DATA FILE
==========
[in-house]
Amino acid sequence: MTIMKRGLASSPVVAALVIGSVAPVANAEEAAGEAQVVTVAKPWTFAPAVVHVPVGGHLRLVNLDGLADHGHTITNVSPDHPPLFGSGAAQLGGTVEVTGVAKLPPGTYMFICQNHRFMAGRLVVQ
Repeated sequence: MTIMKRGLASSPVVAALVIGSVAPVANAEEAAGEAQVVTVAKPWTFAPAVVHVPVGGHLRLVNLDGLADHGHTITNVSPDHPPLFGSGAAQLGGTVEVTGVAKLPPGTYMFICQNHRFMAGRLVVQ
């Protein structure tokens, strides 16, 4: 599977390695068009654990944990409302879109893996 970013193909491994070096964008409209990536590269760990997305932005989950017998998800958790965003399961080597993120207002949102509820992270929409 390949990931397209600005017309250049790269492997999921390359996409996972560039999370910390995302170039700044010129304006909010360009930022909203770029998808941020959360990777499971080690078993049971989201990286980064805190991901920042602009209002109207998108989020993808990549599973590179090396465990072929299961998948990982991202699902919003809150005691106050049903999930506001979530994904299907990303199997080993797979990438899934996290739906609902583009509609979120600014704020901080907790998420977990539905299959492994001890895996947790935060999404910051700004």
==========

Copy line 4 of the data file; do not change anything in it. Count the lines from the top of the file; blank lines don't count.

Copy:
């Protein structure tokens, strides 16, 4: 599977390695068009654990944990409302879109893996 970013193909491994070096964008409209990536590269760990997305932005989950017998998800958790965003399961080597993120207002949102509820992270929409 390949990931397209600005017309250049790269492997999921390359996409996972560039999370910390995302170039700044010129304006909010360009930022909203770029998808941020959360990777499971080690078993049971989201990286980064805190991901920042602009209002109207998108989020993808990549599973590179090396465990072929299961998948990982991202699902919003809150005691106050049903999930506001979530994904299907990303199997080993797979990438899934996290739906609902583009509609979120600014704020901080907790998420977990539905299959492994001890895996947790935060999404910051700004």